Thinking About Building a Board- A Few Questions

Discussion in 'Effects [BG]' started by Geddy Claypool, Jan 5, 2009.

  1. Geddy Claypool

    Geddy Claypool SX J-75/Traben Neo 4 -> SVT-CL/SVT-810E

    Aug 3, 2008
    I'm thinking about going ahead and building a pedalboard- it would be my first serious one. After a lot of testing and review-reading, I've decided on the following pedals:

    Aphex Punch Factory or T-Rex Squeezer (haven't decided)
    EHX HOG with Preset Footswitch and Expression Pedal
    EHX Stereo Memory Man w/ Hazarai
    Moog MF-105B Bass MuRF with Expression Pedal
    Korg pitchblack Tuner
    EHX XO Little Big Muff Pi
    MXR Custom Shop Script Phase 90 w/ LED
    Dunlop Crybaby 105Q
    Homebrew Electronics Hematoma

    I have three questions regarding my idea:
    1. Is there any production pedalboard that would hold everything real estate-wise, or will I need multiple of a custom board? I really like the look of the SKB PS-45.
    2. What would I need to power everything, what with all the wacky voltages the EHX pedals have? Most of the EHX pedals come with their own power adaptors, and the SKB PS-45 would probably take care of it with its outlets, but again, I don't know if it would big enough.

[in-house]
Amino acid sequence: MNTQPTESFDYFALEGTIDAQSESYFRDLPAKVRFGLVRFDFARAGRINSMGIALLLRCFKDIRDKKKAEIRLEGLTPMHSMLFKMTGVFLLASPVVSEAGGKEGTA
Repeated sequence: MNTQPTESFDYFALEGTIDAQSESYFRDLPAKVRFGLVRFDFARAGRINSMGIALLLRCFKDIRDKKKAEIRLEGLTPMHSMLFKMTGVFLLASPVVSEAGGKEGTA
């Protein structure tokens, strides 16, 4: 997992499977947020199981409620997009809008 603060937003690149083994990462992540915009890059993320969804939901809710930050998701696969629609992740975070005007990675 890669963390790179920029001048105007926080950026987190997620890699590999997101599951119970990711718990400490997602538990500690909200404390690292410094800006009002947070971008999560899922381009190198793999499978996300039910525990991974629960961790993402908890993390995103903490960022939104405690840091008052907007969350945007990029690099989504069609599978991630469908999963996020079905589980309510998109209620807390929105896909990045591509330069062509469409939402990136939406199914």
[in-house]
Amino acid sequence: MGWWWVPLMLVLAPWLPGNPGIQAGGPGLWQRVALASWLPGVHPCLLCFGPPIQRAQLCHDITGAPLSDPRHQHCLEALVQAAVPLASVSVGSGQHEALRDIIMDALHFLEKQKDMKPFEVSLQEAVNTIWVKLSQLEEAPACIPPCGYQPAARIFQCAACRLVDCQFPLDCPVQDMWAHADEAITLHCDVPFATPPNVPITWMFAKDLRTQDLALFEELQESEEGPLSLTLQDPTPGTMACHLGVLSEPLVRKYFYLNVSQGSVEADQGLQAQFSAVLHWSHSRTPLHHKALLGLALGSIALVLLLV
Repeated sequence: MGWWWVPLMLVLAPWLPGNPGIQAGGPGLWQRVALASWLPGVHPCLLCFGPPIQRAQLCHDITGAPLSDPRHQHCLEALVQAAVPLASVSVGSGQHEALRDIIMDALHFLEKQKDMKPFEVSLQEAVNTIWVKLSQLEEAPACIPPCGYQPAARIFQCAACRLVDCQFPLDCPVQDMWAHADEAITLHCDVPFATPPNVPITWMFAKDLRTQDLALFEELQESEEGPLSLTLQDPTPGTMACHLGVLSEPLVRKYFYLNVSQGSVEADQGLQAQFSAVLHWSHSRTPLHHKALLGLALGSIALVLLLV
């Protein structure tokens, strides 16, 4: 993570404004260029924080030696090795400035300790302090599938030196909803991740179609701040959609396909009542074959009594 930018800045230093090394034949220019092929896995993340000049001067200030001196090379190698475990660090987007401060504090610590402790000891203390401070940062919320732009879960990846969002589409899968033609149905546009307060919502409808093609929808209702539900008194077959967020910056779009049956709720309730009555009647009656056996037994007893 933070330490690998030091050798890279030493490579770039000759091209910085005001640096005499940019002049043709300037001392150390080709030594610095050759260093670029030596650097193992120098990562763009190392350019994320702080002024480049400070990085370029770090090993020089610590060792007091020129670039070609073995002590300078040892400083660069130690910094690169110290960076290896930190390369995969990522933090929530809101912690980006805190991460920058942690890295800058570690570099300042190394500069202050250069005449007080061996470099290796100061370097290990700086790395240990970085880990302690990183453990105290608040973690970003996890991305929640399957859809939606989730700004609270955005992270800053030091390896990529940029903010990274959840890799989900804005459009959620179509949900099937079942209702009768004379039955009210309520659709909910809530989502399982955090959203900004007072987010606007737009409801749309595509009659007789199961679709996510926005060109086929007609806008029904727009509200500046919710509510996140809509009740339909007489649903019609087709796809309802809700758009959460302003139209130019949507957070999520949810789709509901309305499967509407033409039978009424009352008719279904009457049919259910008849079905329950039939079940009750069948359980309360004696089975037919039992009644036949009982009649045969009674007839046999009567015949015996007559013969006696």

3. What would I need (channel selector, etc.) to keep the tone of my Jazz bass (and all of my basses) in tact through all the pedals?

    Thanks in advance.
  2. debassr


    Jan 23, 2008
    I like powered pedalboards so you aren't losing extra space with a power brick. I'd recommend a specific one but I don't want to be accused of working for the company as I already have once today. :rollno:
  3. Geddy Claypool

    Geddy Claypool SX J-75/Traben Neo 4 -> SVT-CL/SVT-810E

    Aug 3, 2008
    I won't say anything. :D
  4. RickenBoogie


    Jul 22, 2007
    Dallas, TX
    The PS45 would probably work out, I've had 11 pedals on mine of various sizes. But, then again, you'd only know for sure if you try it out.
  5. Geddy Claypool

    Geddy Claypool SX J-75/Traben Neo 4 -> SVT-CL/SVT-810E

    Aug 3, 2008
    Yeah, I suppose you're right. A lot of these pedals are freakin' huge though (HOG, Moog, SMMH) but I don't know where to go demo one?

    I suppose the thing I need the most help with is how to keep my bass's tone intact. I know NOTHING about channel selectors or anything like that. Some assistance please?
  6. CuticleThorns

    CuticleThorns Guest

    Apr 6, 2008
    York, UK
    Loop Master make pretty much any size bypass strip you like. Then you also have options such as master bypass as well...

    I have a LoopMaster A/B/Y and recommend them as far as build quality and value for money.
  7. debassr


    Jan 23, 2008